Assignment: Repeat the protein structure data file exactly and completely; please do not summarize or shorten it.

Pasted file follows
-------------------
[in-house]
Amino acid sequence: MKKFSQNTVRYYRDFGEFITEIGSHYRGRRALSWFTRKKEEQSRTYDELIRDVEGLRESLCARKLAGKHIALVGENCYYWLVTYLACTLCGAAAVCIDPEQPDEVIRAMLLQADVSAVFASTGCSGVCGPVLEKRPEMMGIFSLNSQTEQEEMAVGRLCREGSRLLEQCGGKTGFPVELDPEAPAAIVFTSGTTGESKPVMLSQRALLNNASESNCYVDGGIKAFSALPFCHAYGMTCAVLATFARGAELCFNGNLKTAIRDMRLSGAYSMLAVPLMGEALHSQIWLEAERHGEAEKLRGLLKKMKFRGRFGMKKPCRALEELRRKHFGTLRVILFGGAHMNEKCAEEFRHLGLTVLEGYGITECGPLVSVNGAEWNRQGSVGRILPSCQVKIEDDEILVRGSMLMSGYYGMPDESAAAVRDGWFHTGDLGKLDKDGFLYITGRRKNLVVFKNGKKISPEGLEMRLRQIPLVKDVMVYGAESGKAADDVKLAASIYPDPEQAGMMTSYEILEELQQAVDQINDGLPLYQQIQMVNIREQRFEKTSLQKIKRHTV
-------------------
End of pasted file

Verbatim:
[in-house]
Amino acid sequence: MKKFSQNTVRYYRDFGEFITEIGSHYRGRRALSWFTRKKEEQSRTYDELIRDVEGLRESLCARKLAGKHIALVGENCYYWLVTYLACTLCGAAAVCIDPEQPDEVIRAMLLQADVSAVFASTGCSGVCGPVLEKRPEMMGIFSLNSQTEQEEMAVGRLCREGSRLLEQCGGKTGFPVELDPEAPAAIVFTSGTTGESKPVMLSQRALLNNASESNCYVDGGIKAFSALPFCHAYGMTCAVLATFARGAELCFNGNLKTAIRDMRLSGAYSMLAVPLMGEALHSQIWLEAERHGEAEKLRGLLKKMKFRGRFGMKKPCRALEELRRKHFGTLRVILFGGAHMNEKCAEEFRHLGLTVLEGYGITECGPLVSVNGAEWNRQGSVGRILPSCQVKIEDDEILVRGSMLMSGYYGMPDESAAAVRDGWFHTGDLGKLDKDGFLYITGRRKNLVVFKNGKKISPEGLEMRLRQIPLVKDVMVYGAESGKAADDVKLAASIYPDPEQAGMMTSYEILEELQQAVDQINDGLPLYQQIQMVNIREQRFEKTSLQKIKRHTV